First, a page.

Parenting and business can feel like they’re worlds apart, but luckily there are transferable lessons! Learn more about the business lessons I’ve learned from one year of foster parenting at TaraSwiger.com/podcast280

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So hey, I became a parent this year! I parented 5 kids in 12 months, not concurrently but consecutively. And in this year of parenthood, I have learned a LOT about myself, my worldview, my marriage AND my business.

Today I want to share what parenting has taught me about business.

This episode is ultra-vulnerable, because I usually talk about stuff that I know quite a bit about, that I’ve researched and experienced. Well, parenting is not really my expertise. And I’m gonna be honest – I wanted to be a parent for SO LONG that when it DID happen, but in a very nontraditional way, I still feel a little bit of imposter syndrome.

I am NOT a parent the way most parents are. I did not give birth or get pregnant. I also didn’t lose pregnancies or go through massive infertility treatments. And I haven’t adopted a child. So right now, I don’t actually, legally, HAVE kids. I temporarily have kids, but as you can imagine, the day to day of parenting feels very very real. Heck, it IS real.

I am having the experience of parenting even if I’m not legally a parent yet.

So, as you can tell, I feel kinda nervous about talking about this, but I know that we ALL have things we’re inexperienced about, and learning THROUGH the inexperience is how we improve.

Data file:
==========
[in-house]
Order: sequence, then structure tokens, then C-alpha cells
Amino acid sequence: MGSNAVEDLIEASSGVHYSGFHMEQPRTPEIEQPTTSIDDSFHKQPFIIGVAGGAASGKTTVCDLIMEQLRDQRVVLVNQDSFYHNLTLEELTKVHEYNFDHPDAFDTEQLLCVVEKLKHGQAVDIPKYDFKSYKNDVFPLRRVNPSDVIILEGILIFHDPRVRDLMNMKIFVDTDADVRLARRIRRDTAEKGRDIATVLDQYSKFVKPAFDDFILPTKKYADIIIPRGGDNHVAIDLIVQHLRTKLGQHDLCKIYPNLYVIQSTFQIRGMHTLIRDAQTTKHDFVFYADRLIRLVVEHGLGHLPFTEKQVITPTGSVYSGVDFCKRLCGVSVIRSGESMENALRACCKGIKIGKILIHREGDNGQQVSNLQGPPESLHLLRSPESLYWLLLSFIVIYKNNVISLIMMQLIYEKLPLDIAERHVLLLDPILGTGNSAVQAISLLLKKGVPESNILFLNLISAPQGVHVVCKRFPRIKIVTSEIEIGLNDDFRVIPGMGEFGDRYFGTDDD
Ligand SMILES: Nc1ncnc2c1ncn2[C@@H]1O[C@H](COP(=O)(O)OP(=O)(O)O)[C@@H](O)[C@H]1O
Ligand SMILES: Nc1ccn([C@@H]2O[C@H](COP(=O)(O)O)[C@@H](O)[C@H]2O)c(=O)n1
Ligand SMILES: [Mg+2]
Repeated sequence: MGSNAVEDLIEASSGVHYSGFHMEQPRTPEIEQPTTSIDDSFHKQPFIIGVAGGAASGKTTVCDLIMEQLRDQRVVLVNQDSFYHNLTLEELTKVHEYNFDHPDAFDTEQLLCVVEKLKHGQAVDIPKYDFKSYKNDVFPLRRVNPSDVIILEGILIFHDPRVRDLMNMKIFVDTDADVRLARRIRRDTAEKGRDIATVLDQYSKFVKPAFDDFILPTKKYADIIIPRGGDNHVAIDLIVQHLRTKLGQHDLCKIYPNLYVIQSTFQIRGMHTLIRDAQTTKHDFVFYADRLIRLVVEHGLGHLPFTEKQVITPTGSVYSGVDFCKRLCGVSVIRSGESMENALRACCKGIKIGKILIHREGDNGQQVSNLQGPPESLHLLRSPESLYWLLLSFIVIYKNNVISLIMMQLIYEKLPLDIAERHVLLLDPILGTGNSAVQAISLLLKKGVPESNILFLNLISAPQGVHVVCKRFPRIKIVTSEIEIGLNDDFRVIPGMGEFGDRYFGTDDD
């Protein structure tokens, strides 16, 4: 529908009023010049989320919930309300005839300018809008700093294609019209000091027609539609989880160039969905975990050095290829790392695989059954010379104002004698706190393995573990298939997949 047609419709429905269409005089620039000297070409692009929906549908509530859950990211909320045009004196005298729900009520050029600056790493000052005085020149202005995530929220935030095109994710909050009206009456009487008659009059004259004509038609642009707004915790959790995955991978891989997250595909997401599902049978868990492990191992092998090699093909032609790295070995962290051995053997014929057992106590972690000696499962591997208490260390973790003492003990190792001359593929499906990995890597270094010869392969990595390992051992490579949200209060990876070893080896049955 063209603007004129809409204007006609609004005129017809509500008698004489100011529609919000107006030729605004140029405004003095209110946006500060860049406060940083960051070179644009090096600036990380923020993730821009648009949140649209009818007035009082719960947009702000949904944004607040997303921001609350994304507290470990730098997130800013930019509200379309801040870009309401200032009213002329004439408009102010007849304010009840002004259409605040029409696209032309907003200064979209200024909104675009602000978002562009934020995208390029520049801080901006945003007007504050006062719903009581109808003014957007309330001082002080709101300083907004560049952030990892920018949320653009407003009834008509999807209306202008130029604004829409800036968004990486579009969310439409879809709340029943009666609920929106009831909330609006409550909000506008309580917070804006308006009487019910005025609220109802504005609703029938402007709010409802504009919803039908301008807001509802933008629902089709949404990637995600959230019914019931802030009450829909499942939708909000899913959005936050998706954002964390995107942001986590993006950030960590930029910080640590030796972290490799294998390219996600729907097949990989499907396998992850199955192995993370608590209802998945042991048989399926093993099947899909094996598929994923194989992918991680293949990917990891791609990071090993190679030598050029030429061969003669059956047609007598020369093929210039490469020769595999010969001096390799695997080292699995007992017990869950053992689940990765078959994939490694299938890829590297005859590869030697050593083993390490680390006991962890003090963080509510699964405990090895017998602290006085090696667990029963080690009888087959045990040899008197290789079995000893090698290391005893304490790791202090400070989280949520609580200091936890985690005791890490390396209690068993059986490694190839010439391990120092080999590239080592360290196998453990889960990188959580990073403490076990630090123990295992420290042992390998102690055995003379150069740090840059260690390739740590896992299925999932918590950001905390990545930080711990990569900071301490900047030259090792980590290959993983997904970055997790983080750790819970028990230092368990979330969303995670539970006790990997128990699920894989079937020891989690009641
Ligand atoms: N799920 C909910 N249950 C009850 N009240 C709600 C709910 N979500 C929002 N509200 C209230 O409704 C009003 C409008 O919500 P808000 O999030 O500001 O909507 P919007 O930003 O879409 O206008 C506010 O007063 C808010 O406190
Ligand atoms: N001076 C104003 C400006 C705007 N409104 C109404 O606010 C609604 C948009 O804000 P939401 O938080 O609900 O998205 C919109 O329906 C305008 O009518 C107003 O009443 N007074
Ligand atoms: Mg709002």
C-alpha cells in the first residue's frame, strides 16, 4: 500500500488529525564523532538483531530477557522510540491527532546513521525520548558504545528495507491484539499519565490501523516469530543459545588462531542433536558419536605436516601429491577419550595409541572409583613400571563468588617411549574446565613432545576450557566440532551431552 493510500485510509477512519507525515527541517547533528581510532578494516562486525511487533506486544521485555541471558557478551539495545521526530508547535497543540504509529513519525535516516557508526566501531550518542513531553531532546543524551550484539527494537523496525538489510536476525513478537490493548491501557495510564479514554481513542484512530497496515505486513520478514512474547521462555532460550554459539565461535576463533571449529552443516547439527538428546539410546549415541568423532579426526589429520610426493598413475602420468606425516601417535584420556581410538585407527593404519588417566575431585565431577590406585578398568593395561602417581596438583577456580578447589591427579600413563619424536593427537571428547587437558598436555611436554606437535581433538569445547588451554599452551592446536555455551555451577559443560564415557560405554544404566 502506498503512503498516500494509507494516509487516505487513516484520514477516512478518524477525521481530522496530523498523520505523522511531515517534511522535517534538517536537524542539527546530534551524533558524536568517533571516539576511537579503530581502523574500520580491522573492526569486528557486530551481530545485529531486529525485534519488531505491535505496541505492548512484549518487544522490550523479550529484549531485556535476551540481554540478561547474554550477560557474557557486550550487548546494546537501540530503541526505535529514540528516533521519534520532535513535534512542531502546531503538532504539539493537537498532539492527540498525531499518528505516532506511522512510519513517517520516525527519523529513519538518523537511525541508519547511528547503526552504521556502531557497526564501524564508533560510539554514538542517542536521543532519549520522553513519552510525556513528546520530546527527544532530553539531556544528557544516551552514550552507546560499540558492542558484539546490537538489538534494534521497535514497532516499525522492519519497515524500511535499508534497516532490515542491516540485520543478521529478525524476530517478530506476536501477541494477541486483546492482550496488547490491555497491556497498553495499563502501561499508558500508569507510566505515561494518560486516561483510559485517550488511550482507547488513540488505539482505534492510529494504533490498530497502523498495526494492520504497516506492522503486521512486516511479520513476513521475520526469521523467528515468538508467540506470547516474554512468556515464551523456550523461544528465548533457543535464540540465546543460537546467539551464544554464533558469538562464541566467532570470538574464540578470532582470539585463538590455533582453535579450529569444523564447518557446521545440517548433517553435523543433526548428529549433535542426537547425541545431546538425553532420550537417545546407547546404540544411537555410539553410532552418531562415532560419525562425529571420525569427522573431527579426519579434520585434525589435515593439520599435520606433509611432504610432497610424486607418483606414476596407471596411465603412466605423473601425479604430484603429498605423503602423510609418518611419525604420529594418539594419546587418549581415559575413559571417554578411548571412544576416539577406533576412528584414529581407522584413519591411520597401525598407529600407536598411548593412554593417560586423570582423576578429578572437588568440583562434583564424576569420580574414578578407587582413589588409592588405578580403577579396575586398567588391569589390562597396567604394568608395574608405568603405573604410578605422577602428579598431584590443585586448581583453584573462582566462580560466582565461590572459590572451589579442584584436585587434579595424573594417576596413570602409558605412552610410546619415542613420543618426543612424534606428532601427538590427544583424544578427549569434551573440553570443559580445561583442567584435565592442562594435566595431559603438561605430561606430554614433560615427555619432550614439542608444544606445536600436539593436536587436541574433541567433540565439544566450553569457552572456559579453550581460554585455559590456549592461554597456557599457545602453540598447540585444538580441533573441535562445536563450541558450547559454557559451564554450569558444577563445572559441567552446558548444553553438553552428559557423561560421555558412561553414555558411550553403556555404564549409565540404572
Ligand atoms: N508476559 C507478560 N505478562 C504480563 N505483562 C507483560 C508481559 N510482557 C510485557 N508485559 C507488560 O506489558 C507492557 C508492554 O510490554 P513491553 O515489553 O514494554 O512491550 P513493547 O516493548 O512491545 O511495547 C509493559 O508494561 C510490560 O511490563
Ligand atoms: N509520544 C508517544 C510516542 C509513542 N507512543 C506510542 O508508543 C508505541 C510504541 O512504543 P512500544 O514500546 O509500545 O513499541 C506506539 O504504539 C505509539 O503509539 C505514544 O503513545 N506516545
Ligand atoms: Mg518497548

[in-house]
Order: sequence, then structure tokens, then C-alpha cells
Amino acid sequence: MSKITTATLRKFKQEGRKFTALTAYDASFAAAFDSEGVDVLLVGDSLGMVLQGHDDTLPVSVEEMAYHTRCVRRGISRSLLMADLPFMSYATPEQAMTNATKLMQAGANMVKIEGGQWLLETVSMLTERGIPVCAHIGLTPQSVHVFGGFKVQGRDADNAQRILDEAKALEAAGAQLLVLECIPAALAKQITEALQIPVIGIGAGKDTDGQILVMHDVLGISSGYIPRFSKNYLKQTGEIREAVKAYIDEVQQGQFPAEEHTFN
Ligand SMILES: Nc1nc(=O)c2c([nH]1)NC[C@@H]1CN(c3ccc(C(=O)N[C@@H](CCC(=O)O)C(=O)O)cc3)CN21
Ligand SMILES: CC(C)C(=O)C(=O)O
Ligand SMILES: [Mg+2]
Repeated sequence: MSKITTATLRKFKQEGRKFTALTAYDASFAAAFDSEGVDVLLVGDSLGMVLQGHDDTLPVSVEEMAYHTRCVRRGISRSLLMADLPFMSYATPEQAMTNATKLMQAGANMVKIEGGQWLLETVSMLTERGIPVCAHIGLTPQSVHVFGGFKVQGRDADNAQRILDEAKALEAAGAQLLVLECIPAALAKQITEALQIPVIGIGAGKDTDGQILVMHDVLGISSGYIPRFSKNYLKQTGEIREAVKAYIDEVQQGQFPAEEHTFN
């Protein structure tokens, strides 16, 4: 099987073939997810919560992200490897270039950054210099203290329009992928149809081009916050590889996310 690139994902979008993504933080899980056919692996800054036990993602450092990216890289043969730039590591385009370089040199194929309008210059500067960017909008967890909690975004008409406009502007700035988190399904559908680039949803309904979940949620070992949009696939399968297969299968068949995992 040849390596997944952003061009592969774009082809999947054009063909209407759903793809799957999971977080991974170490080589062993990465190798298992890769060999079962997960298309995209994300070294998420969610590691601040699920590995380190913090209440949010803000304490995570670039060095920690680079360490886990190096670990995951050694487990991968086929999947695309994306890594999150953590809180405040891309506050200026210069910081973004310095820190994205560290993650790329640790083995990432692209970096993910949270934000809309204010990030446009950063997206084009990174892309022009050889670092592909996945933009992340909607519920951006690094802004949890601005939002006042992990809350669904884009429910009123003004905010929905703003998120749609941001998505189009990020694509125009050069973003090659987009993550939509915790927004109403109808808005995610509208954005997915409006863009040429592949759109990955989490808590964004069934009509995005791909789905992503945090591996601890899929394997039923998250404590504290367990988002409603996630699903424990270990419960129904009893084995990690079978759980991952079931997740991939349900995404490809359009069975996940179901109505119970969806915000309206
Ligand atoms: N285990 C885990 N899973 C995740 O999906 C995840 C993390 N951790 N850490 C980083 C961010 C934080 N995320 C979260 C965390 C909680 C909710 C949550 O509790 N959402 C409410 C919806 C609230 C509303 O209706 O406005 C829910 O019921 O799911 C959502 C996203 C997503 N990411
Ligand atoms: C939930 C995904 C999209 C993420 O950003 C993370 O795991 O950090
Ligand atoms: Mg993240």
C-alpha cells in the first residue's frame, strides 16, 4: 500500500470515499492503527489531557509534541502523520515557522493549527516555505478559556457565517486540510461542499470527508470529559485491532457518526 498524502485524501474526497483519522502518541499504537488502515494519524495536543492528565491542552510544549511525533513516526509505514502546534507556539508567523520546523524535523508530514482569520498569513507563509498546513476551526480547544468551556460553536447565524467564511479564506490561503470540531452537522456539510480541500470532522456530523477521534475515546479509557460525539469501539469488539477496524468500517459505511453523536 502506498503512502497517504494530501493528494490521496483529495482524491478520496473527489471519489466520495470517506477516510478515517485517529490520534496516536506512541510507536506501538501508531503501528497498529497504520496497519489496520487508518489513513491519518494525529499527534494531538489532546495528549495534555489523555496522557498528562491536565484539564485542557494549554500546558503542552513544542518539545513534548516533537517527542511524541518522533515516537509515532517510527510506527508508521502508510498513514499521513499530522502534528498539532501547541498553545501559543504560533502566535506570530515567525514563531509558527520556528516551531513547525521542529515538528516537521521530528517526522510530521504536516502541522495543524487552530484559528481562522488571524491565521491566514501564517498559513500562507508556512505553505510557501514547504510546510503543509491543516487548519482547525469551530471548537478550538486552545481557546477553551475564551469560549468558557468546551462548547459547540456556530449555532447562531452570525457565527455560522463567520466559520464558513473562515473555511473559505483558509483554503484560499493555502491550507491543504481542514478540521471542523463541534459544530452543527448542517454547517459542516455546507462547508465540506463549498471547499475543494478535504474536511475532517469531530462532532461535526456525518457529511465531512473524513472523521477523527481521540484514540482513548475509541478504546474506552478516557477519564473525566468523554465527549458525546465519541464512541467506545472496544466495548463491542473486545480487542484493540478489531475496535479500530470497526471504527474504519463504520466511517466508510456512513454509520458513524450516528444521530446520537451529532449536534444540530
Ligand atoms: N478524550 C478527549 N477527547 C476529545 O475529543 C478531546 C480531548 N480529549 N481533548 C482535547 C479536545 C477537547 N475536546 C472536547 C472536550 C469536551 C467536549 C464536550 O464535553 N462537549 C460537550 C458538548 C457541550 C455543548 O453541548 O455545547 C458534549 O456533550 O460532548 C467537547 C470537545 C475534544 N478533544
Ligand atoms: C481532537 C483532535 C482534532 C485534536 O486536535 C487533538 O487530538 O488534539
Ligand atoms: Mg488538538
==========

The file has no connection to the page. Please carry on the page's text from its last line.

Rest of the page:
Now before we go farther, let me just say to all my sisters who are feeling pain around not being a parent yet, and really really wanting to – you might wanna skip this episode. I know that in the past I found all KINDS of things triggered my grief, and I would HATE when a business teacher would talk about kids as if we all just had kids, no problem, no struggle.

That said, I encourage EVERYONE to consider foster care as a way of pouring your time and energy and resources and privileges into someone’s life. Someone very cute. So if you don’t have kids yet, and you’re even considering foster care a little bit, stay tuned and check out my videos about the process of becoming a foster parent.

And of course if you are a parent, through traditional or nontraditional methods, stay tuned because I think you’re going to enjoy noticing how business and parenting overlap in so many ways.

Work on your STUFF

The first BIG lesson of having a business or being a parent is this: If you don’t deal with your stuff now, you’re going to have to deal with it later.

Both parenting and business serve as a magnifying glass for all the STUFF you need to work through to move forward.

What do I mean by stuff? Whether it’s mental health stuff like anxiety, depression, eating disorders or it’s stuff from your own childhood or past relationships, both business and kids are going to bring it up again.

I have long said that business is one of the best therapists, because it is ALL going to come up. As you set goals, level up, move forward, you are going to come up against your own feelings of inadequacy, worthiness, confidence, mindset. If you don’t work through it, release it, or in some way transform your stuff, it’s going to KEEP coming up. You’ll end up self-sabotaging or getting stuck or feeling horrible instead of happy.

And oooh boy, if this is true of business, it is doubly true of becoming a parent.

Every bit of unhealed trauma, grief, and fear from your childhood comes and smacks you in the face when you’re taking care of tiny children. (Or is that just me?)

I got a head start on working through my stuff and develop a support system for it, while building my business. I had to work through stuff about being worthy, about mindset, about clear communication in order to grow through my  business.

That has made me able to move through it quicker (than I used to) when it came to kids. But for my husband, he struggled. He’s had to develop ways to calm down, to recharge, to release stuff, to confront himself and forgive himself…while in the middle of parenting toddlers.